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Dairy and Asthma: Is There a Connection?

Medically Reviewed by Hansa D. Bhargava, MD on September 09, 2020

If you have asthma, you may worry that that dairy foods like milk, cheese, and yogurt could trigger your symptoms. Unless you also have a dairy allergy, that's likely not true. But there are some connections between asthma and dairy.

Asthma, Allergies, and Dairy

No food can give you asthma. But if you have food allergies, it’s common to also have asthma or to develop it later on. Dairy products are among the foods people are most often allergic to.

When you have allergies, your immune system releases chemicals to protect you from a substance, such as nuts or pollen, that it mistakes for something harmful. Along with classic allergy symptoms like a rash or runny nose, the immune system response sometimes affects your lungs and airways. That's called allergic asthma, or allergy-induced asthma.

It can cause symptoms like:

We need more studies on the links between food allergies and asthma. But scientists have discovered some things in studies of children:

  • Kids with asthma have a higher risk of also having a food allergy.
  • Children with both conditions are more likely to have serious asthma.
  • Asthma puts you at a higher risk of having serious, sometimes fatal, allergic reactions to food (anaphylaxis).

If you have both allergies and asthma, it’s important to manage both conditions to prevent serious side effects.

Your doctor can help you to figure out your asthma triggers. They’ll also create a treatment plan that may involve medication and lifestyle changes to lower your chances of an asthma attack.

If you have asthma along with a serious food allergy, you and your doctor should make an emergency plan in case of anaphylaxis.

Does Dairy Cause Mucus?

For centuries, people have believed that milk increases your body's production of mucus. That's one reason why many with asthma stay away from dairy products.

But studies have found no scientific evidence that dairy leads to more mucus. While milk's texture can mean it leaves a coating on the back of your throat, it doesn't narrow or create extra mucus in your airways.

How to Avoid Dairy

If dairy causes your allergies and asthma to flare up, you can prevent these symptoms by avoiding it. If you crave dairy products, try substitutes such as:

  • Soy milk, yogurt, and cheese
  • Almond, coconut, and oat milks
  • Vegetable oil spreads instead of butter

When you don't eat dairy, you lose an important source of calcium and Vitamin D. Low levels of Vitamin D have been linked to a higher risk of asthma attacks. So make sure you're eating foods like salmon, eggs, and fortified orange juice that are rich in D.

Also include calcium-rich foods like sardines, soybeans, and leafy green vegetables. You may want to ask your doctor about supplements.

Other Foods Linked to Asthma

Dairy isn’t the only food that could affect your breathing. Other foods many people are allergic to include:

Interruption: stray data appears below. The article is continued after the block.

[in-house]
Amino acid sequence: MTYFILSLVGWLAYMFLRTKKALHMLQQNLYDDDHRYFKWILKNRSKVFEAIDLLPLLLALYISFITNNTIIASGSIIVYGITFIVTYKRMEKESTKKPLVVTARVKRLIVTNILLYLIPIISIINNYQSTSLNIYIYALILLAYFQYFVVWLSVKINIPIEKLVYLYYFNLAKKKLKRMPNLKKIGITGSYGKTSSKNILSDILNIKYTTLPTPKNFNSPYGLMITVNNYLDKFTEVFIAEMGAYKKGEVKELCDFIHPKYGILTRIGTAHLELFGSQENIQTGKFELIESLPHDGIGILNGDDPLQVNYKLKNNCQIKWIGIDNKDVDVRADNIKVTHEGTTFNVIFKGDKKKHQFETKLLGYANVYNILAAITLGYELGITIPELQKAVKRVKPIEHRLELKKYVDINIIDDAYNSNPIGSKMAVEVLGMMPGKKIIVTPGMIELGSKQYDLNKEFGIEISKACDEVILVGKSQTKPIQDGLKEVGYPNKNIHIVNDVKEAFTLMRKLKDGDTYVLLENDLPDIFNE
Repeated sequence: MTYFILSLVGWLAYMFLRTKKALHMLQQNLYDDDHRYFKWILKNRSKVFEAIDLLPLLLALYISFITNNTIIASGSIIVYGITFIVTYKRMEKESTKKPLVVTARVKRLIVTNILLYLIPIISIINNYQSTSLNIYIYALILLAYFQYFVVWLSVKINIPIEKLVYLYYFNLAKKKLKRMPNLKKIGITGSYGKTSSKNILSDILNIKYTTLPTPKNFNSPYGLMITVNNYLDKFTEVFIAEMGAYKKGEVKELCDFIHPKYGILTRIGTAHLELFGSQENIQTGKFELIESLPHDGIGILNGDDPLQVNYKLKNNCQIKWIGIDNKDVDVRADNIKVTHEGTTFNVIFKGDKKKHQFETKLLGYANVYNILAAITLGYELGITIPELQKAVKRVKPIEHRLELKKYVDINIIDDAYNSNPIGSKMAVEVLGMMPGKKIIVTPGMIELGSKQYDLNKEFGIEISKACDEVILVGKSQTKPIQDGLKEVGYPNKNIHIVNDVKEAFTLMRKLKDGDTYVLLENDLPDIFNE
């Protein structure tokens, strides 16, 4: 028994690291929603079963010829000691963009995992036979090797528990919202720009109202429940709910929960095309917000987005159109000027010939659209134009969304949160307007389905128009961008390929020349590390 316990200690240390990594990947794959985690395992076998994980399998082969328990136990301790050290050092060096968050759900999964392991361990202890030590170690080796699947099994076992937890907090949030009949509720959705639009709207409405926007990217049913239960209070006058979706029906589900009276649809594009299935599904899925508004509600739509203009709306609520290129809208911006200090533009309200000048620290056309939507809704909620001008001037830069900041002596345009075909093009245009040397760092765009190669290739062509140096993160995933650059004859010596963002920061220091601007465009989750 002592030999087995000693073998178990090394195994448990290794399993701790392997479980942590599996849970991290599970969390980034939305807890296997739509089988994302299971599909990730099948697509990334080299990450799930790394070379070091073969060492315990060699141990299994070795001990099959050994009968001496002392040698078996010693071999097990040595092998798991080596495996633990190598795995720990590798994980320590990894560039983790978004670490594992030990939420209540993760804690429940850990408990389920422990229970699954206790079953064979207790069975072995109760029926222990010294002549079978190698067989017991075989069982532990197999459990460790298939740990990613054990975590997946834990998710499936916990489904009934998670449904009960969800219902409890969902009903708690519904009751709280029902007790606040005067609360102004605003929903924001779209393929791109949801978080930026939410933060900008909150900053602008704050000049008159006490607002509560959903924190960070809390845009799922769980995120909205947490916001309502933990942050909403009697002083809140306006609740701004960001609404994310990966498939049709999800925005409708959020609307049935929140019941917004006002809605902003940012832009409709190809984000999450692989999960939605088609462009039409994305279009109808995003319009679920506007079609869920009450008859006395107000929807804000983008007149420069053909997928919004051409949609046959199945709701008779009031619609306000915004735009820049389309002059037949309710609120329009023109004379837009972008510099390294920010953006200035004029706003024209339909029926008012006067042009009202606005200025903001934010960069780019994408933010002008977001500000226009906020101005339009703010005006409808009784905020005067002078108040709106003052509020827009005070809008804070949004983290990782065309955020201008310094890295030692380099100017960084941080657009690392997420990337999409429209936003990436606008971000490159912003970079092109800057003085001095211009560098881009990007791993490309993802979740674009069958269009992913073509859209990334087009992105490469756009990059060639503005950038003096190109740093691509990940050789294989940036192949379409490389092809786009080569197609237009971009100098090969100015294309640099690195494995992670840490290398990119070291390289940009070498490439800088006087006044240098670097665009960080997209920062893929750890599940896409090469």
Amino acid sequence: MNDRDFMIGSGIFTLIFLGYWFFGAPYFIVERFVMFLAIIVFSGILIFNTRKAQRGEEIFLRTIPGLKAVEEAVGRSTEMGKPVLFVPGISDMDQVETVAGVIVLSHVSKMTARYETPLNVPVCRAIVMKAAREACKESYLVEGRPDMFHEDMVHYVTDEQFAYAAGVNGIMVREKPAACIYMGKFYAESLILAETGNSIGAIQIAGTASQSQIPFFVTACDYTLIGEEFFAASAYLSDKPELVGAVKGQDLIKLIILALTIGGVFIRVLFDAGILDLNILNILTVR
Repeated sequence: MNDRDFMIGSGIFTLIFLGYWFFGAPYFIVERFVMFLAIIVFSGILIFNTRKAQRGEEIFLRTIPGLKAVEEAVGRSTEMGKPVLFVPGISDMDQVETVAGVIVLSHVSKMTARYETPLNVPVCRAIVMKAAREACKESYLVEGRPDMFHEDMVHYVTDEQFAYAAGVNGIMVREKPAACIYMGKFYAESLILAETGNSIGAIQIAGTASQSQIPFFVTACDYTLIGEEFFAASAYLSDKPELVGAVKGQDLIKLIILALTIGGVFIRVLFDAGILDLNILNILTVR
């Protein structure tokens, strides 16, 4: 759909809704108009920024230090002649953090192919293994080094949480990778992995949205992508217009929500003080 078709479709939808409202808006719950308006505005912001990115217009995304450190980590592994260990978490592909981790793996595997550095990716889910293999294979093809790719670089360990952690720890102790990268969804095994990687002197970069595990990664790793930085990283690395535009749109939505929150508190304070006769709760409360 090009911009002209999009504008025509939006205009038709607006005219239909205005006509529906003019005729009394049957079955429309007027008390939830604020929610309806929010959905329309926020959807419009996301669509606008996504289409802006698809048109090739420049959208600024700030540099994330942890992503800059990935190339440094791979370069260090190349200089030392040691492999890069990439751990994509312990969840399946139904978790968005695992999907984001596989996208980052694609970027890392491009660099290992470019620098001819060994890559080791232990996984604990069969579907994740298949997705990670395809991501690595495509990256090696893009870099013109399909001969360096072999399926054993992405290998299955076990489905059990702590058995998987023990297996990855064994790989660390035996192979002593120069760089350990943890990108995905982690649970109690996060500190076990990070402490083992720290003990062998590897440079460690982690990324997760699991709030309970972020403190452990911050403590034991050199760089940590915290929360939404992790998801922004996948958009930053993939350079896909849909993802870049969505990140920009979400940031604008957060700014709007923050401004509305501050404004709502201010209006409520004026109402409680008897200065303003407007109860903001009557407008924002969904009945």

• Eggs
  • Peanuts and tree nuts (including cashews, almonds, walnuts, hazelnuts, pecans, and pistachios)
  • Soy
  • Wheat
  • Fish and shellfish

It's rare, but food additives called sulfites can also sometimes set off an asthma attack. These are substances added to some foods to keep them fresh. They include:

  • Sodium bisulfite
  • Potassium bisulfite
  • Sodium metabisulfite
  • Sodium sulfite

You’ll find sulfites in processed foods like:

  • Dried fruits and veggies
  • Maraschino cherries
  • Packaged and pre-prepared potatoes
  • Wine and beer
  • Bottled lime or lemon juice
  • Packaged shrimp
  • Pickled foods

In rare cases, natural chemical compounds called salicylates can also cause an asthma flare-up. You’ll find them in:

Some studies have shown that food dyes could also set off allergies and asthma. But other research has found no harmful reaction. Talk to your doctor if you think certain foods trigger your asthma.

WebMD Medical Reference

Sources

SOURCES:

Cleveland Clinic: “Food Allergies & Asthma.”

American Academy of Allergy, Asthma and Immunology: “Asthma Triggers and Management.”

American Lung Association: “Asthma and Nutrition: How Food Affects Your Lungs.”

Mayo Clinic: “Allergies and asthma: They often occur together,” “Asthma.”

Frontiers in Pediatrics: “Asthma and Food Allergy in Children: Is There a Connection or Interaction?”

Journal of Asthma and Allergy: “The impact of food allergy on asthma.”

Food Allergy Research & Education: “Tree Nut Allergy.”

National Health Service (U.K.): “Dairy and alternatives in your diet.”

World Health Organization: “Food additives.”

European Annals of Allergy and Clinical Immunology: “New risks from ancient food dyes:

cochineal red allergy.”

Allergologia et Immunopathologia: “Safety of ingestion of yellow tartrazine by double-blind placebo controlled challenge in 26 atopic adults.”

Consumer Reports: “The best healthy butter substitutes.”

Asthma and Allergy Foundation of America: "What Is a Food Allergy?"

National Asthma Council Australia: "The asthma milk myth -- busted!"

Canadian Family Physician: "Milk consumption and mucus production in children with asthma."

Food Allergy Canada: "Asthma."

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